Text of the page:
Looming Public Pension Crisis Is Bigger Than It Appears

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 |  Includes: HYD, HYMB, MLN, TFI
by: Lenny Grover

Summary

Public pension plans are vastly underfunded and imperil state and local budgets over the long-term.

High credit ratings and optimistic actuarial assumptions mask the full extent of the looming crises.

Low yields on long-term municipal bonds reflect hunger for yield and obliviousness to underlying risks.

Summary

With 30-Year muni bonds yielding a paltry 3.39% on average (according to Bloomberg), investors seem to be assuming both that inflation will remain historically low over that holding period and public pension costs will not imperil state and municipal budgets. In fact, the average muni yield of 3.39% was equivalent to the 30-year treasury yield as of 5/23/2014 despite the fact that the federal government has powerful options available to it to avert default (i.e. seigniorage). Even when factoring in munis' favorable tax treatment, the effective 30-year muni-Treasury spread is small.

Famed investor Warren Buffett weighed in on public pensions in his 2013 shareholder letter:

"Local and state financial problems are accelerating, in large part because public entities promised pensions they couldn't afford. Citizens and public officials typically under-appreciated the gigantic financial tapeworm that was born when promises were made that conflicted with a willingness to fund them....During the next decade, you will read a lot of news - bad news - about public pension plans."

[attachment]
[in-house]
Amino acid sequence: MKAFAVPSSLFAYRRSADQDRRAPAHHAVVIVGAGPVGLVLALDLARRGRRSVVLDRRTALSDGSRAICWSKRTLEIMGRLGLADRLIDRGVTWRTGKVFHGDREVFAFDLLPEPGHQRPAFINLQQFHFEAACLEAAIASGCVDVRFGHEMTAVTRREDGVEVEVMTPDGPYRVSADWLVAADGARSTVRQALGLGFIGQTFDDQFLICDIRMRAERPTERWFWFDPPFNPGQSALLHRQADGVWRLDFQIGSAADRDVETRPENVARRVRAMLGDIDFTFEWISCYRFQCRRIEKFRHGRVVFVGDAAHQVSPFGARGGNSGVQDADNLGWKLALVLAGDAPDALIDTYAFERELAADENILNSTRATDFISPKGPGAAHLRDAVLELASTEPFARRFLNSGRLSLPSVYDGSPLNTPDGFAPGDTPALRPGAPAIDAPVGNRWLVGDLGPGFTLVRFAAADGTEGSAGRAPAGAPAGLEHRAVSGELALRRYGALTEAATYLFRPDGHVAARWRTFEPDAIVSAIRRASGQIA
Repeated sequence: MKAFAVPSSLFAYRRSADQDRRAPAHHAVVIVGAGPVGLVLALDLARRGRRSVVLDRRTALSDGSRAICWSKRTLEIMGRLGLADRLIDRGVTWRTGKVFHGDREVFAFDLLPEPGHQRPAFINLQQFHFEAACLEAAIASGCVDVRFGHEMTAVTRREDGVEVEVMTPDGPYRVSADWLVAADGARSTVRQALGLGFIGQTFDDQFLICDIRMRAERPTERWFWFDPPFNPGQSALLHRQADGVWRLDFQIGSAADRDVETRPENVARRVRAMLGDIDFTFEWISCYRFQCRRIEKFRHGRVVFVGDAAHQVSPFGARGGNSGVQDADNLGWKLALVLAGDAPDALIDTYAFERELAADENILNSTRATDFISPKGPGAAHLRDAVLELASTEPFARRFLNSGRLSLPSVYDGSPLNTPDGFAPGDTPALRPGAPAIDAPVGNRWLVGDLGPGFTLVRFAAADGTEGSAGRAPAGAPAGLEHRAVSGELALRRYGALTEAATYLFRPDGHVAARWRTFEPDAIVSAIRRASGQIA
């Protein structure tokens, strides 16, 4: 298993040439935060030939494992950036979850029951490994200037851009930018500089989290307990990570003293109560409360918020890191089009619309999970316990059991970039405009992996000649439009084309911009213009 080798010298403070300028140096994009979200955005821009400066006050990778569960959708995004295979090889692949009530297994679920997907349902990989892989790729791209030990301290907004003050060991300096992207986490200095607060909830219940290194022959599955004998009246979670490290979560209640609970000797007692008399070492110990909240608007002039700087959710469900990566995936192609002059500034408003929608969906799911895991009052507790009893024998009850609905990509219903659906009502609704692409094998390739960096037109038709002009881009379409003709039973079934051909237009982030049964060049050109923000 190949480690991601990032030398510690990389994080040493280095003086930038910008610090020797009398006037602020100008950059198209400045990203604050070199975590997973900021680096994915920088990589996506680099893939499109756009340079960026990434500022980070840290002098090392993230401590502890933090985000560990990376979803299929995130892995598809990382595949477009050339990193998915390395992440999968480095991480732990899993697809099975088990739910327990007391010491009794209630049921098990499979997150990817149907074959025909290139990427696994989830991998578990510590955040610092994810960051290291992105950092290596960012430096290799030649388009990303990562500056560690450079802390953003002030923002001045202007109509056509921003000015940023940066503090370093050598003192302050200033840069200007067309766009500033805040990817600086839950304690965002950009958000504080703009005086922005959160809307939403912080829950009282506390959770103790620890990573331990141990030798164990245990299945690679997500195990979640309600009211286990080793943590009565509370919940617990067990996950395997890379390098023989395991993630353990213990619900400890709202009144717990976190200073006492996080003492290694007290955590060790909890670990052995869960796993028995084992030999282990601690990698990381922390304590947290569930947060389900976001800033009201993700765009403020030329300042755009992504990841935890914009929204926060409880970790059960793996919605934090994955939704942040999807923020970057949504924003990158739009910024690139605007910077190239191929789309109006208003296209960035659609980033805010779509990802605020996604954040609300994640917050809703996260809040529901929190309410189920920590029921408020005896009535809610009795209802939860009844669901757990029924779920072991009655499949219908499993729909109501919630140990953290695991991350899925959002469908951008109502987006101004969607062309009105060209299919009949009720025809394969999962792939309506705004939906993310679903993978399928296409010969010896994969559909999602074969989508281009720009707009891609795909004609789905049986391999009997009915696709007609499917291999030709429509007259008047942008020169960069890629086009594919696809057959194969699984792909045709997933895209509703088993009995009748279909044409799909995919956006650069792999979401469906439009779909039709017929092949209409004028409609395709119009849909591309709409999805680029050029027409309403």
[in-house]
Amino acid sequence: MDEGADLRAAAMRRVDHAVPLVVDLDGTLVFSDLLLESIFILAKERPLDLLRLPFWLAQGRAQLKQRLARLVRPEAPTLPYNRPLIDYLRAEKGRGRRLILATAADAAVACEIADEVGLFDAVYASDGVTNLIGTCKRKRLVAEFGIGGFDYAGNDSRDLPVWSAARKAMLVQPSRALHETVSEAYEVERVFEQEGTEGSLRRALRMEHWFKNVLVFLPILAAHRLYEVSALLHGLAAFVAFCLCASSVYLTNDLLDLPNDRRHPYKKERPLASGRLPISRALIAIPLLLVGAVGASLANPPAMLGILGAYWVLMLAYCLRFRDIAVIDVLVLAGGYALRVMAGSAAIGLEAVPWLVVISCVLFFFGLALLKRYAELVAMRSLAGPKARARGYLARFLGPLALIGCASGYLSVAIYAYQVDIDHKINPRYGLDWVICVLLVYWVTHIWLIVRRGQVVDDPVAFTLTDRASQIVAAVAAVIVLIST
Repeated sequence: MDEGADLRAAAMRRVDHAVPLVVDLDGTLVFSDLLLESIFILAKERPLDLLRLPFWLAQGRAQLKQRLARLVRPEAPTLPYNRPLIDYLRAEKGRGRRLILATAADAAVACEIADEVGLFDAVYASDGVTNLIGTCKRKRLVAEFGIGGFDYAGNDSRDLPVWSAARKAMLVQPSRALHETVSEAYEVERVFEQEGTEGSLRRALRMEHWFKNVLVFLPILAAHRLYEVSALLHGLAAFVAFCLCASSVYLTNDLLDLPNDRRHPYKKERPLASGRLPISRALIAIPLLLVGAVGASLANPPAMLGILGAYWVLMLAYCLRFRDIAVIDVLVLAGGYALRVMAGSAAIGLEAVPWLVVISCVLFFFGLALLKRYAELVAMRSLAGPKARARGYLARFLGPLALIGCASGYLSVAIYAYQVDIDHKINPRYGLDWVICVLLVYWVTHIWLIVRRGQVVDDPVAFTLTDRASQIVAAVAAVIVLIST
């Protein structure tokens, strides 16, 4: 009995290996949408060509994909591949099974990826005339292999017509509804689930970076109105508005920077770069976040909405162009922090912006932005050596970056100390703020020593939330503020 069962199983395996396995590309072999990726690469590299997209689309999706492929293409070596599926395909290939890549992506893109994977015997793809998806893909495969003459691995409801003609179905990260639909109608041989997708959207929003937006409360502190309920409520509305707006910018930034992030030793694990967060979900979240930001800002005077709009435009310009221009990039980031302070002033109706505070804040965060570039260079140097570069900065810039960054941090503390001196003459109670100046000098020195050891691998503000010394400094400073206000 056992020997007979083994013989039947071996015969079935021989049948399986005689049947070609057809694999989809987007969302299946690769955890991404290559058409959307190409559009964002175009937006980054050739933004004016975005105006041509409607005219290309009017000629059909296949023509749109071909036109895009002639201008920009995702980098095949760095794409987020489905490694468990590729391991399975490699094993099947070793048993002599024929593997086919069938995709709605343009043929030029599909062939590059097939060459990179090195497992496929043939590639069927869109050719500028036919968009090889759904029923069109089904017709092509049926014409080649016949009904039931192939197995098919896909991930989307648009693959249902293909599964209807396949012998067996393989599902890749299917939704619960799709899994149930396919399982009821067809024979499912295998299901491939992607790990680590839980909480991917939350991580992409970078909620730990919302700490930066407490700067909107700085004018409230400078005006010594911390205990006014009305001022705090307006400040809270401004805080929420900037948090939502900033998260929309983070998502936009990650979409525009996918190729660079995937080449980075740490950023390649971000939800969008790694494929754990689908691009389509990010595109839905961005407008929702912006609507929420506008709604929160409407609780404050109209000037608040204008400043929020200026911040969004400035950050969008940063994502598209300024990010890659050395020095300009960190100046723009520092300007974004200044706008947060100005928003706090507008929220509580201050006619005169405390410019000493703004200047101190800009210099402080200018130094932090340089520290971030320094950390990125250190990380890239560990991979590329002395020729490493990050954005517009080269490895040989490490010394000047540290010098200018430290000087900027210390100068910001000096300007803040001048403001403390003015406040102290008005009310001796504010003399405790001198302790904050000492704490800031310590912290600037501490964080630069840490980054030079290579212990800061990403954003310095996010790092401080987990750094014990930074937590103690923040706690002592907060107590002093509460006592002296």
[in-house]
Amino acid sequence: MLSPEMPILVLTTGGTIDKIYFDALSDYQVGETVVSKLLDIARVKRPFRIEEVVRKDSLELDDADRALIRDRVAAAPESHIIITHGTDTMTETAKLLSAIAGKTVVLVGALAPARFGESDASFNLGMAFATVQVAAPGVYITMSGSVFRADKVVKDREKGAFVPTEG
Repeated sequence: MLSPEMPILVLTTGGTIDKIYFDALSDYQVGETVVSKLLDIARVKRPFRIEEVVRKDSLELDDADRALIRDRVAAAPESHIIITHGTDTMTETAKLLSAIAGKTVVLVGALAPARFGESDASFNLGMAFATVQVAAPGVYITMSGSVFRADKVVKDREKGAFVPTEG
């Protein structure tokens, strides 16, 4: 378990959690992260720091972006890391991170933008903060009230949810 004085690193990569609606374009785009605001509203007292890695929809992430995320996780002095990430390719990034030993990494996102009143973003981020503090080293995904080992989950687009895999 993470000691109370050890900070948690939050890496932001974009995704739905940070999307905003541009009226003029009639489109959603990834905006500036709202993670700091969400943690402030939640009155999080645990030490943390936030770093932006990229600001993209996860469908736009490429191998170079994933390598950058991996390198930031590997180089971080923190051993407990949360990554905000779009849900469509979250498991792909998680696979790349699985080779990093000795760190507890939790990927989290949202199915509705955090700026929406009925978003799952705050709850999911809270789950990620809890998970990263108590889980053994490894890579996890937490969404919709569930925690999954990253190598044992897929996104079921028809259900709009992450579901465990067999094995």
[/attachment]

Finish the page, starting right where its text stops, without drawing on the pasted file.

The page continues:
While there has been some public discussion about the looming public pension crisis, most of the conversation has been driven either by special interest groups that sought to deny pensioners the benefits they were promised or public sector unions advocating for their members. The reports produced by the state plans, themselves, use an accounting gimmick (overestimating future investment returns) to understate the amount of the unfunded liability. Using data from data.gov and the Boston College Center for Retirement Research, I estimate that there was at least a $1.1+ TRILLION cumulative unfunded liability in state and local plans, for which data is available, as of the 2010 plan year end (usually June 30, 2010). That represents more than half the entire aggregate annual budgets of all fifty US states. Detailed aggregate, state-by-state, and plan-by-plan data is presented at the bottom of the article.